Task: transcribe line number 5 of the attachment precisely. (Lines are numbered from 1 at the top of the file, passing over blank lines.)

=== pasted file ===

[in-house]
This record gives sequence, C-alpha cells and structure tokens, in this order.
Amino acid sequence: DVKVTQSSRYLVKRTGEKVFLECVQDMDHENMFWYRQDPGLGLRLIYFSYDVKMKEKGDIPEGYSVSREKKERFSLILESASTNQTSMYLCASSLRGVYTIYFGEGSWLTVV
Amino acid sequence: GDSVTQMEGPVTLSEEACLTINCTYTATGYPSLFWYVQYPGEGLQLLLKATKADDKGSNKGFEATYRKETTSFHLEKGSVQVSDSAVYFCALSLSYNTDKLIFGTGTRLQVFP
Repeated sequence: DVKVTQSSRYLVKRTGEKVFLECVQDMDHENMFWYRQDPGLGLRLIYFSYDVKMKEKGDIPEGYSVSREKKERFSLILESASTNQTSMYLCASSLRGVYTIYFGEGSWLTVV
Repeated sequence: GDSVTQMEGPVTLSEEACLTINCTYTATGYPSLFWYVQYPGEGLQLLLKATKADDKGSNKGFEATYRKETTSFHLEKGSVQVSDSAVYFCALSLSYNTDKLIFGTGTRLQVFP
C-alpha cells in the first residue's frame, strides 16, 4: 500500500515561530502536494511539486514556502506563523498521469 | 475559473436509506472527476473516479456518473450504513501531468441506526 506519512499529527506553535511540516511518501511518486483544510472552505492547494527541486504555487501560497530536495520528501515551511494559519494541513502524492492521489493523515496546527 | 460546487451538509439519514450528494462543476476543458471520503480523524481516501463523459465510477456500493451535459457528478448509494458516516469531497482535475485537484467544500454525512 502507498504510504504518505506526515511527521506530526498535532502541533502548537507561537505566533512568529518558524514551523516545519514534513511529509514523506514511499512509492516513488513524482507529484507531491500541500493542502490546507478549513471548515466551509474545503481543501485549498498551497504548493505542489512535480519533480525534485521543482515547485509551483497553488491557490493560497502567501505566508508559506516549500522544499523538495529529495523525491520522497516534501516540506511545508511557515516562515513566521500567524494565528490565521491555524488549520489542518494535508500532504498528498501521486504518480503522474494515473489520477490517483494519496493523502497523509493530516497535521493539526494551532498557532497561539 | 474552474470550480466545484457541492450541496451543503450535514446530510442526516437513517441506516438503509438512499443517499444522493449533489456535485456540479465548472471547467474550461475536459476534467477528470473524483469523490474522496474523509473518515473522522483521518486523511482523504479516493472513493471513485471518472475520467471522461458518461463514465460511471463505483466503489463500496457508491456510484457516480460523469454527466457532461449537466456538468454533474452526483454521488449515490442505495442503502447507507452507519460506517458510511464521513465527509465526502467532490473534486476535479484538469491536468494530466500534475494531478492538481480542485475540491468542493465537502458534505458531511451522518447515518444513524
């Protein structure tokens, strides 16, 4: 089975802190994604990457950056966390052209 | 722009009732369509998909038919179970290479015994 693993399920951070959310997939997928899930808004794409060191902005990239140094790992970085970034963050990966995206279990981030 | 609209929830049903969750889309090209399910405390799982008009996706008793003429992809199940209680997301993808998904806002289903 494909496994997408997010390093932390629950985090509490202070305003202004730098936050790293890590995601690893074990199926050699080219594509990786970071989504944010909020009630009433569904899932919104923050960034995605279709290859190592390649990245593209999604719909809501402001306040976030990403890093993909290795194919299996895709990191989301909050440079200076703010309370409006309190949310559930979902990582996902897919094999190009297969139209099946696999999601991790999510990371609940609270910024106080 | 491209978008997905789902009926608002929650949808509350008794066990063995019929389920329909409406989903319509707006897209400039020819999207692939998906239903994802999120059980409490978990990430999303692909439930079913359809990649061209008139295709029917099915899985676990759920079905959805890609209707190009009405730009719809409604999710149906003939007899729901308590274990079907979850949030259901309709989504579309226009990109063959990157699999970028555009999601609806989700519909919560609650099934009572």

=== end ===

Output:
Repeated sequence: DVKVTQSSRYLVKRTGEKVFLECVQDMDHENMFWYRQDPGLGLRLIYFSYDVKMKEKGDIPEGYSVSREKKERFSLILESASTNQTSMYLCASSLRGVYTIYFGEGSWLTVV